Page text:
Boris Johnson to avoid journalists over lockdown announcement to take pre-recorded questions from public
- Credit: PA
Boris Johnson is to avoid questions from journalists over his announcement surrounding the easing of the coronavirus lockdown, instead opting to take pre-recorded questions from the public.
The government has been accused of 'mixed messages' after Johnson addressed the nation on Sunday evening to offer his 'first sketch of a road map' for restarting the economy and social lives in England.
In a broadcast from Downing Street, the PM said a phased reopening of schools and non-essential shops in England could potentially begin from June 1 if transmission can be reduced.
And he said people who cannot work from home should be 'actively encouraged' to return to their jobs from Monday, and he granted unlimited exercise in England from Wednesday.
He relaxed his 'stay home' slogan to instead tell people to 'stay alert', but had not consulted the leaders of Scotland, Wales and Northern Ireland - and they refused to adopt the new message.
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The government is set to publish a 50-page document in parliament on Monday to fill in the gaps from his announcement, and Johnson shortly after will face MPs while giving a statement in the House of Commons.
It will be his first statement to politicians on Covid-19.
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Shortly after he wil answer questions in front of the cameras at a Downing Street briefing.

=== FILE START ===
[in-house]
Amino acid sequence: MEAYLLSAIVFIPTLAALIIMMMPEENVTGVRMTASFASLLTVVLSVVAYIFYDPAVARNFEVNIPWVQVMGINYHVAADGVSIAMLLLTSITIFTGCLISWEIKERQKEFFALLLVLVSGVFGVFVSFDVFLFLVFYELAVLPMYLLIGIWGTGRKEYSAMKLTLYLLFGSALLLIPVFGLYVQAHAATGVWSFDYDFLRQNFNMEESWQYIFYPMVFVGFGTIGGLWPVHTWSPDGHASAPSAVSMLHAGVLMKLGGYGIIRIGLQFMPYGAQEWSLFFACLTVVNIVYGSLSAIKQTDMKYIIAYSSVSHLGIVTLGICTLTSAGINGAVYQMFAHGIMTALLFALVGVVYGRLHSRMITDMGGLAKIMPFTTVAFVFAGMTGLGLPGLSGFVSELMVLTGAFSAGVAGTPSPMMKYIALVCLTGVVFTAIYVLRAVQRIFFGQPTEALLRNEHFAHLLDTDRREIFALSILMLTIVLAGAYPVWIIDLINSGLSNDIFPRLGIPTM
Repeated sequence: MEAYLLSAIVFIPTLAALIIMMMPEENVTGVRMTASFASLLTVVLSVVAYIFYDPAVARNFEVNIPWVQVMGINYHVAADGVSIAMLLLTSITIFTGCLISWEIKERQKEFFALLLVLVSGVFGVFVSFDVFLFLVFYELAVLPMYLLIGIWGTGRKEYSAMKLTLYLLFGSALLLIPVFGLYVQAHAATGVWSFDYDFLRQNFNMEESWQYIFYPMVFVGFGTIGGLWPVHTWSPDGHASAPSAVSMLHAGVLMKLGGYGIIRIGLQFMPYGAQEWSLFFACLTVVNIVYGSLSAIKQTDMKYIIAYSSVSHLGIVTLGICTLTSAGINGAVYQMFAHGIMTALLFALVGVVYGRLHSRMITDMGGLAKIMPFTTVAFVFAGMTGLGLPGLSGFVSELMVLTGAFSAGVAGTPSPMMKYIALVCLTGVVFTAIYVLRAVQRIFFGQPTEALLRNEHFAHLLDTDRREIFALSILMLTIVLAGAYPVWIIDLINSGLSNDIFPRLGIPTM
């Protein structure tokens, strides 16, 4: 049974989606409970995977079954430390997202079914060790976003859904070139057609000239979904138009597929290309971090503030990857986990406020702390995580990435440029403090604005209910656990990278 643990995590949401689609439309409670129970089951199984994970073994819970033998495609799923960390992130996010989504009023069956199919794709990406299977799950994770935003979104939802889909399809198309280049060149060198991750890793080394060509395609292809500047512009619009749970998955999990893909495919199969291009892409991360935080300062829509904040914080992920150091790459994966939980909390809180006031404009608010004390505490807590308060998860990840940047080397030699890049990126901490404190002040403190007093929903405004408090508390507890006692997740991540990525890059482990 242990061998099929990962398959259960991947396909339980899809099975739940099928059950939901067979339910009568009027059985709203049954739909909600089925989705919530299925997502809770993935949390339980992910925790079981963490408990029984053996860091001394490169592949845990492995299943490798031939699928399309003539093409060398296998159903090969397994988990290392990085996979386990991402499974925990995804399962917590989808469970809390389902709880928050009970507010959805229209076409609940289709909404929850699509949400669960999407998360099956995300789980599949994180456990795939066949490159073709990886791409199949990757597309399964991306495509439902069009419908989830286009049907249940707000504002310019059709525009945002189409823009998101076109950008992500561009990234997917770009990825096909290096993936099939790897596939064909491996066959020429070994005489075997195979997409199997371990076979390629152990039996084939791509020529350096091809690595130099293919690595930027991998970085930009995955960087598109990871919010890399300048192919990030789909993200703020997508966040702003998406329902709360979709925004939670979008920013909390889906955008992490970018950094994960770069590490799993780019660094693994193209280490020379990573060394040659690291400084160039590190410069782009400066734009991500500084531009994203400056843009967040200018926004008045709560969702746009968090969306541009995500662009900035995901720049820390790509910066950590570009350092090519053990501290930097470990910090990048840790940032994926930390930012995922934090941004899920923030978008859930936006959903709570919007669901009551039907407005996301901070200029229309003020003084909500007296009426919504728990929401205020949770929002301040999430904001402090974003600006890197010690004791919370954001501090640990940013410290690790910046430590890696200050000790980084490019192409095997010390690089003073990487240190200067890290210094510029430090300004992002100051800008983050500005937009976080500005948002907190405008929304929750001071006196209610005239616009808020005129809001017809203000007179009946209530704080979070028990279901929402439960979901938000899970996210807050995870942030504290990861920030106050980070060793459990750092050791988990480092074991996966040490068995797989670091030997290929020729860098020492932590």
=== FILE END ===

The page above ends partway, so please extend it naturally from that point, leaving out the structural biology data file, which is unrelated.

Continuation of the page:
But rather than take them from journalists on Monday afternoon the prime minister will opt for questions from the public.
Taking to social media, he wrote on Twitter: 'Do you want to ask me a question tomorrow? If so, you can submit yours here: https://gov.uk/ask'.
The website he links to reads: 'Submit a question for the daily coronavirus (COVID-19) press conference. If your question is chosen, a cabinet minister will answer it during the live broadcast.'
Such questions are typically selected and recorded in advance, but Downing Street has insisted that ministers are not involved in choosing what is asked, or will be told what they will be.
It means Johnson will avoid further scrutiny from journalists, having refused to give a press conference or media interview for 11 days, and having held just one press conference since March 25th.
Last month Downing Street was accused of barring the newspaper behind the most prominent criticisms of the government's approach to coronavirus from asking questions during daily press briefings.
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